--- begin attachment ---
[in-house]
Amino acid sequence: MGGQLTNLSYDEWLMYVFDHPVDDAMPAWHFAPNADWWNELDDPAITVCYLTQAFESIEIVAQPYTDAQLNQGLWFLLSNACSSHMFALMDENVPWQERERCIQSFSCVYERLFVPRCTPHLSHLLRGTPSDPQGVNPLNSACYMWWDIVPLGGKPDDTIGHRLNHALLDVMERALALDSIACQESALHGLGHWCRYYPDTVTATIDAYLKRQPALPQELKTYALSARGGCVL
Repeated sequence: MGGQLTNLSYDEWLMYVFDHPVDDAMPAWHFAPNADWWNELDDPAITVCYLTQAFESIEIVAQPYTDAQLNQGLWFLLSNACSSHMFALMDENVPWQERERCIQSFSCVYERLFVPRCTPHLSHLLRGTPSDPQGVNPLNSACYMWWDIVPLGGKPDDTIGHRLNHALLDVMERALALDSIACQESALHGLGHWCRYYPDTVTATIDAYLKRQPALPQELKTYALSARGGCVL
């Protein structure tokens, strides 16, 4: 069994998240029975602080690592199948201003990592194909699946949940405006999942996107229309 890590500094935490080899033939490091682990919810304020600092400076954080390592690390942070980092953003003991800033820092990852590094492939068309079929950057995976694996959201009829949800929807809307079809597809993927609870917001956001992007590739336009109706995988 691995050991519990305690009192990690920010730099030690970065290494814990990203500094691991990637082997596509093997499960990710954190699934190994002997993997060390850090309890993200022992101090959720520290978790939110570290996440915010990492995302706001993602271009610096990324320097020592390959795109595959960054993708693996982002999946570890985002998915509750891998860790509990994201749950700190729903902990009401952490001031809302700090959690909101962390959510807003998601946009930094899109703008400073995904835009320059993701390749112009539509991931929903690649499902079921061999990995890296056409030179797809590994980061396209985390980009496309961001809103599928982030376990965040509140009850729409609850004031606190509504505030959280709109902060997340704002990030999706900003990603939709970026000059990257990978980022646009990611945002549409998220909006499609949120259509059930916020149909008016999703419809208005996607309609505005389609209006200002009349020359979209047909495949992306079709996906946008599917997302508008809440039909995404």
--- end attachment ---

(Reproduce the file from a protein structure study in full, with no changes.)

[in-house]
Amino acid sequence: MGGQLTNLSYDEWLMYVFDHPVDDAMPAWHFAPNADWWNELDDPAITVCYLTQAFESIEIVAQPYTDAQLNQGLWFLLSNACSSHMFALMDENVPWQERERCIQSFSCVYERLFVPRCTPHLSHLLRGTPSDPQGVNPLNSACYMWWDIVPLGGKPDDTIGHRLNHALLDVMERALALDSIACQESALHGLGHWCRYYPDTVTATIDAYLKRQPALPQELKTYALSARGGCVL
Repeated sequence: MGGQLTNLSYDEWLMYVFDHPVDDAMPAWHFAPNADWWNELDDPAITVCYLTQAFESIEIVAQPYTDAQLNQGLWFLLSNACSSHMFALMDENVPWQERERCIQSFSCVYERLFVPRCTPHLSHLLRGTPSDPQGVNPLNSACYMWWDIVPLGGKPDDTIGHRLNHALLDVMERALALDSIACQESALHGLGHWCRYYPDTVTATIDAYLKRQPALPQELKTYALSARGGCVL
């Protein structure tokens, strides 16, 4: 069994998240029975602080690592199948201003990592194909699946949940405006999942996107229309 890590500094935490080899033939490091682990919810304020600092400076954080390592690390942070980092953003003991800033820092990852590094492939068309079929950057995976694996959201009829949800929807809307079809597809993927609870917001956001992007590739336009109706995988 691995050991519990305690009192990690920010730099030690970065290494814990990203500094691991990637082997596509093997499960990710954190699934190994002997993997060390850090309890993200022992101090959720520290978790939110570290996440915010990492995302706001993602271009610096990324320097020592390959795109595959960054993708693996982002999946570890985002998915509750891998860790509990994201749950700190729903902990009401952490001031809302700090959690909101962390959510807003998601946009930094899109703008400073995904835009320059993701390749112009539509991931929903690649499902079921061999990995890296056409030179797809590994980061396209985390980009496309961001809103599928982030376990965040509140009850729409609850004031606190509504505030959280709109902060997340704002990030999706900003990603939709970026000059990257990978980022646009990611945002549409998220909006499609949120259509059930916020149909008016999703419809208005996607309609505005389609209006200002009349020359979209047909495949992306079709996906946008599917997302508008809440039909995404």